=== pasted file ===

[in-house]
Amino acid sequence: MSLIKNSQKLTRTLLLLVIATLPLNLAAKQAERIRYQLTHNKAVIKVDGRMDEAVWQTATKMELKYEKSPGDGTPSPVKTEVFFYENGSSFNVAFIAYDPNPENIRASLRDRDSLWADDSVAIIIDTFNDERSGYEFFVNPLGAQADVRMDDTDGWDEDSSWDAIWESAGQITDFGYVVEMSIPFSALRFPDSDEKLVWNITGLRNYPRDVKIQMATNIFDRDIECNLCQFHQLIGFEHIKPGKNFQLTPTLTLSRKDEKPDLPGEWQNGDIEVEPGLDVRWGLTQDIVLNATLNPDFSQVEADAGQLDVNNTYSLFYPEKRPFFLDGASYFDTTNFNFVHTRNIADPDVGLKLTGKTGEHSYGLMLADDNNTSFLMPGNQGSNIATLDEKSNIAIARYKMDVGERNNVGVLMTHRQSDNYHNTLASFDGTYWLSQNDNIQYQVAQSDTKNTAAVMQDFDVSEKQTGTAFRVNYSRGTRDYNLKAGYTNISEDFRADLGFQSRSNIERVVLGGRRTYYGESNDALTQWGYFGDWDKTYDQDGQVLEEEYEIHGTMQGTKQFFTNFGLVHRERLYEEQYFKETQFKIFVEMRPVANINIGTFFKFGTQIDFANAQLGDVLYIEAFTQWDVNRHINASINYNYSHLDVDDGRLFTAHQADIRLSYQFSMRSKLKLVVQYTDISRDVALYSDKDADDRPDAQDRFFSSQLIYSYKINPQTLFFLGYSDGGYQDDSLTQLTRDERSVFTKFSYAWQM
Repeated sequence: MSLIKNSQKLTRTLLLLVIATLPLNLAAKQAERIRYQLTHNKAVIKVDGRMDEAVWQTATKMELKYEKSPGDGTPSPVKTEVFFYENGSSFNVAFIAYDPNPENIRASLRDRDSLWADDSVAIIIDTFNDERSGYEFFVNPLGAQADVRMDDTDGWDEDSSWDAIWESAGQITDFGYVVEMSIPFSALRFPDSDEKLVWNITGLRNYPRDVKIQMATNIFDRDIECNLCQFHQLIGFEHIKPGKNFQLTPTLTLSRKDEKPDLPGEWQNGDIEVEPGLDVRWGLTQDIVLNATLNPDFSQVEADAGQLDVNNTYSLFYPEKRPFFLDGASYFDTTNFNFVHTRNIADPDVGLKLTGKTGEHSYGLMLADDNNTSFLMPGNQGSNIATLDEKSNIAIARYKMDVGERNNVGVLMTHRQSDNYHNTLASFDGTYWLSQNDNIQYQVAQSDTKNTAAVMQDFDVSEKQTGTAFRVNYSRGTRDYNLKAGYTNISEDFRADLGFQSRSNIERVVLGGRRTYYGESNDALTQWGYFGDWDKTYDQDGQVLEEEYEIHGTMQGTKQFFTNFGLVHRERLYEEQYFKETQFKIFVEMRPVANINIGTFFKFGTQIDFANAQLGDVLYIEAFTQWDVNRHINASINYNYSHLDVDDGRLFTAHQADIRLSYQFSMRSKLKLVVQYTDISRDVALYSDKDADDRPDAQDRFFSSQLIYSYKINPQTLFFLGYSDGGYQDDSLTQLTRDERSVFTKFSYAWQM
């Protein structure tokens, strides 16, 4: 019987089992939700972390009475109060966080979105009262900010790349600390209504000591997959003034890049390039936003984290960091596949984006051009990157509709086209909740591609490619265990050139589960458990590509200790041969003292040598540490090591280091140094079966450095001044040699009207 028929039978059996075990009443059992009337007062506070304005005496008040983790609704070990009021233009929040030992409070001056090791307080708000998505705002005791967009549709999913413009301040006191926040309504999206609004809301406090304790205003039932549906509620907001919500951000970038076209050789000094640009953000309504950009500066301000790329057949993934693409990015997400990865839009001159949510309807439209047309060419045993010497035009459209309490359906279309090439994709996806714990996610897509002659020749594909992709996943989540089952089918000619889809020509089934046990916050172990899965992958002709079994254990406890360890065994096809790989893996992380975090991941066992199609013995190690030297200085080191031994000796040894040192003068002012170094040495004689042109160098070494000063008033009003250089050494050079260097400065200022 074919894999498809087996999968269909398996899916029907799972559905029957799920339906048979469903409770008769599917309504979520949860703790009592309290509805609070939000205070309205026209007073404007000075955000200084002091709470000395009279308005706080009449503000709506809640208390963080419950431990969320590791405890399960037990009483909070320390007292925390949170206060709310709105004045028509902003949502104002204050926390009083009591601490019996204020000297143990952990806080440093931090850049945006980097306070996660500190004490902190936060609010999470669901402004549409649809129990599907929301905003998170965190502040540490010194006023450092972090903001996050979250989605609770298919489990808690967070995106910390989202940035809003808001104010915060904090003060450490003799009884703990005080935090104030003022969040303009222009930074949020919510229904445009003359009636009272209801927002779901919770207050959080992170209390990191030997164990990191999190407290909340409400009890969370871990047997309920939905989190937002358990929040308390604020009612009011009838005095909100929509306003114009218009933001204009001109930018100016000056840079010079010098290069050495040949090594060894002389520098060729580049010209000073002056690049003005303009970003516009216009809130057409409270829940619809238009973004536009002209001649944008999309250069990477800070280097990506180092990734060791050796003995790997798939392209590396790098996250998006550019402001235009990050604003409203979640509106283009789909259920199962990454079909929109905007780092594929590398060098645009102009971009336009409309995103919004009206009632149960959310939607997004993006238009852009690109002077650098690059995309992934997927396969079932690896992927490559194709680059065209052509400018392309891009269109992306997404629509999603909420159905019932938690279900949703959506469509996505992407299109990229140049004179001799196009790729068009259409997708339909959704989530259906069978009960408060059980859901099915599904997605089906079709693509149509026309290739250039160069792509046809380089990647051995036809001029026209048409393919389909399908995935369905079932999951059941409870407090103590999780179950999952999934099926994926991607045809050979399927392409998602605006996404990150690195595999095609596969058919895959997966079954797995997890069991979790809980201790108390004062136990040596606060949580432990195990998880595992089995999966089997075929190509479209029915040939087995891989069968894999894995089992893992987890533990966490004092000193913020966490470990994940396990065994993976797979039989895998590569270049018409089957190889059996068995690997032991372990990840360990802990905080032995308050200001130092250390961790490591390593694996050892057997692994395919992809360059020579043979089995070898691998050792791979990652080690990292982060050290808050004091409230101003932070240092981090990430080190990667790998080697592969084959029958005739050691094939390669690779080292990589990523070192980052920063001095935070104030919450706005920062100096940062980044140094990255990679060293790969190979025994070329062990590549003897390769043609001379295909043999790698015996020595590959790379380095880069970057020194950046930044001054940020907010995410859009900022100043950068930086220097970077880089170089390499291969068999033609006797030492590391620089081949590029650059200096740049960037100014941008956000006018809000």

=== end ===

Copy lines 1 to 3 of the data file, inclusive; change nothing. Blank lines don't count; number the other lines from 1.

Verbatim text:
[in-house]
Amino acid sequence: MSLIKNSQKLTRTLLLLVIATLPLNLAAKQAERIRYQLTHNKAVIKVDGRMDEAVWQTATKMELKYEKSPGDGTPSPVKTEVFFYENGSSFNVAFIAYDPNPENIRASLRDRDSLWADDSVAIIIDTFNDERSGYEFFVNPLGAQADVRMDDTDGWDEDSSWDAIWESAGQITDFGYVVEMSIPFSALRFPDSDEKLVWNITGLRNYPRDVKIQMATNIFDRDIECNLCQFHQLIGFEHIKPGKNFQLTPTLTLSRKDEKPDLPGEWQNGDIEVEPGLDVRWGLTQDIVLNATLNPDFSQVEADAGQLDVNNTYSLFYPEKRPFFLDGASYFDTTNFNFVHTRNIADPDVGLKLTGKTGEHSYGLMLADDNNTSFLMPGNQGSNIATLDEKSNIAIARYKMDVGERNNVGVLMTHRQSDNYHNTLASFDGTYWLSQNDNIQYQVAQSDTKNTAAVMQDFDVSEKQTGTAFRVNYSRGTRDYNLKAGYTNISEDFRADLGFQSRSNIERVVLGGRRTYYGESNDALTQWGYFGDWDKTYDQDGQVLEEEYEIHGTMQGTKQFFTNFGLVHRERLYEEQYFKETQFKIFVEMRPVANINIGTFFKFGTQIDFANAQLGDVLYIEAFTQWDVNRHINASINYNYSHLDVDDGRLFTAHQADIRLSYQFSMRSKLKLVVQYTDISRDVALYSDKDADDRPDAQDRFFSSQLIYSYKINPQTLFFLGYSDGGYQDDSLTQLTRDERSVFTKFSYAWQM
Repeated sequence: MSLIKNSQKLTRTLLLLVIATLPLNLAAKQAERIRYQLTHNKAVIKVDGRMDEAVWQTATKMELKYEKSPGDGTPSPVKTEVFFYENGSSFNVAFIAYDPNPENIRASLRDRDSLWADDSVAIIIDTFNDERSGYEFFVNPLGAQADVRMDDTDGWDEDSSWDAIWESAGQITDFGYVVEMSIPFSALRFPDSDEKLVWNITGLRNYPRDVKIQMATNIFDRDIECNLCQFHQLIGFEHIKPGKNFQLTPTLTLSRKDEKPDLPGEWQNGDIEVEPGLDVRWGLTQDIVLNATLNPDFSQVEADAGQLDVNNTYSLFYPEKRPFFLDGASYFDTTNFNFVHTRNIADPDVGLKLTGKTGEHSYGLMLADDNNTSFLMPGNQGSNIATLDEKSNIAIARYKMDVGERNNVGVLMTHRQSDNYHNTLASFDGTYWLSQNDNIQYQVAQSDTKNTAAVMQDFDVSEKQTGTAFRVNYSRGTRDYNLKAGYTNISEDFRADLGFQSRSNIERVVLGGRRTYYGESNDALTQWGYFGDWDKTYDQDGQVLEEEYEIHGTMQGTKQFFTNFGLVHRERLYEEQYFKETQFKIFVEMRPVANINIGTFFKFGTQIDFANAQLGDVLYIEAFTQWDVNRHINASINYNYSHLDVDDGRLFTAHQADIRLSYQFSMRSKLKLVVQYTDISRDVALYSDKDADDRPDAQDRFFSSQLIYSYKINPQTLFFLGYSDGGYQDDSLTQLTRDERSVFTKFSYAWQM